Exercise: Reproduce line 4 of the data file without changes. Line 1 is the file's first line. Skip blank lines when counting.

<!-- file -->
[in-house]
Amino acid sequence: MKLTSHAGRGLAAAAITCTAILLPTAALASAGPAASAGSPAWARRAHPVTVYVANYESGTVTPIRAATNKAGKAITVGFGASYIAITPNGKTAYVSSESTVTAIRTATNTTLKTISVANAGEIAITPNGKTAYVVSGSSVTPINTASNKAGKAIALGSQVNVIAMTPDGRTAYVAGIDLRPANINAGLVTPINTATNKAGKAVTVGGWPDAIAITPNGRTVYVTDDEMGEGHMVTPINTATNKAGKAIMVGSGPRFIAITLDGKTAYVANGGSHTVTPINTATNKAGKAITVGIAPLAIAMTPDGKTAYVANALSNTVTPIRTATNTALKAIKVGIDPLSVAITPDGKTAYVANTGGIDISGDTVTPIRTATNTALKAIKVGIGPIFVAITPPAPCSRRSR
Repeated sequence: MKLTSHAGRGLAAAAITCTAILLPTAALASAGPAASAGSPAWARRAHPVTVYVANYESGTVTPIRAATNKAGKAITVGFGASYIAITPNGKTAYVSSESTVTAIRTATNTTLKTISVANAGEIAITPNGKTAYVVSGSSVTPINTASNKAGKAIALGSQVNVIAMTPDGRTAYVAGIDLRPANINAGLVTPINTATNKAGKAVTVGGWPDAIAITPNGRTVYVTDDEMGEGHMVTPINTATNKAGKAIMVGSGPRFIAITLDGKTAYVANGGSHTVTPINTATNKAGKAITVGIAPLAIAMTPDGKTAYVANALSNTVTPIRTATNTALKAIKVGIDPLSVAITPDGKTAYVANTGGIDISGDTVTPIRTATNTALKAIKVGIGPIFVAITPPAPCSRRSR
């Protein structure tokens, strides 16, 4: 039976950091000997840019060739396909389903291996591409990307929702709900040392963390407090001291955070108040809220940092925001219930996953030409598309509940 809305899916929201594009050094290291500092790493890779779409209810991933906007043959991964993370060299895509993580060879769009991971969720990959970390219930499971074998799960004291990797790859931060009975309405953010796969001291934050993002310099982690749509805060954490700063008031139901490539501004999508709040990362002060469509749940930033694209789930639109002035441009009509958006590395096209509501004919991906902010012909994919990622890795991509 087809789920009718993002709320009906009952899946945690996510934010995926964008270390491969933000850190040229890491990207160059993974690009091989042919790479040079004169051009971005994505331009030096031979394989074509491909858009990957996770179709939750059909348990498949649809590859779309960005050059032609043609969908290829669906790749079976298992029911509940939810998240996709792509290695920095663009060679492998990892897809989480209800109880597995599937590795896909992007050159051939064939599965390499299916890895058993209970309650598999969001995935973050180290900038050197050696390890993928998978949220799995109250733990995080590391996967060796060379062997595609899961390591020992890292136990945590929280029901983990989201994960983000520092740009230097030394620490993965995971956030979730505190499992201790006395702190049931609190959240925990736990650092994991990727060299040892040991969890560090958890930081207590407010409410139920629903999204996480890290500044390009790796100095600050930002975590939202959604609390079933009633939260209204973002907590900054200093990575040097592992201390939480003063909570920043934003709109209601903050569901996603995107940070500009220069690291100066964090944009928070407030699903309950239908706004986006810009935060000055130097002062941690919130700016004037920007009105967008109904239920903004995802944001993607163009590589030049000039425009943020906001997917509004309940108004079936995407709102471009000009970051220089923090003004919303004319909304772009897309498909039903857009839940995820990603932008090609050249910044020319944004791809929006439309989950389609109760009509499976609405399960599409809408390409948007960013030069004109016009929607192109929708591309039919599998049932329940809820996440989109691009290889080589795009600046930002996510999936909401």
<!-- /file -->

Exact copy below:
């Protein structure tokens, strides 16, 4: 039976950091000997840019060739396909389903291996591409990307929702709900040392963390407090001291955070108040809220940092925001219930996953030409598309509940 809305899916929201594009050094290291500092790493890779779409209810991933906007043959991964993370060299895509993580060879769009991971969720990959970390219930499971074998799960004291990797790859931060009975309405953010796969001291934050993002310099982690749509805060954490700063008031139901490539501004999508709040990362002060469509749940930033694209789930639109002035441009009509958006590395096209509501004919991906902010012909994919990622890795991509 087809789920009718993002709320009906009952899946945690996510934010995926964008270390491969933000850190040229890491990207160059993974690009091989042919790479040079004169051009971005994505331009030096031979394989074509491909858009990957996770179709939750059909348990498949649809590859779309960005050059032609043609969908290829669906790749079976298992029911509940939810998240996709792509290695920095663009060679492998990892897809989480209800109880597995599937590795896909992007050159051939064939599965390499299916890895058993209970309650598999969001995935973050180290900038050197050696390890993928998978949220799995109250733990995080590391996967060796060379062997595609899961390591020992890292136990945590929280029901983990989201994960983000520092740009230097030394620490993965995971956030979730505190499992201790006395702190049931609190959240925990736990650092994991990727060299040892040991969890560090958890930081207590407010409410139920629903999204996480890290500044390009790796100095600050930002975590939202959604609390079933009633939260209204973002907590900054200093990575040097592992201390939480003063909570920043934003709109209601903050569901996603995107940070500009220069690291100066964090944009928070407030699903309950239908706004986006810009935060000055130097002062941690919130700016004037920007009105967008109904239920903004995802944001993607163009590589030049000039425009943020906001997917509004309940108004079936995407709102471009000009970051220089923090003004919303004319909304772009897309498909039903857009839940995820990603932008090609050249910044020319944004791809929006439309989950389609109760009509499976609405399960599409809408390409948007960013030069004109016009929607192109929708591309039919599998049932329940809820996440989109691009290889080589795009600046930002996510999936909401």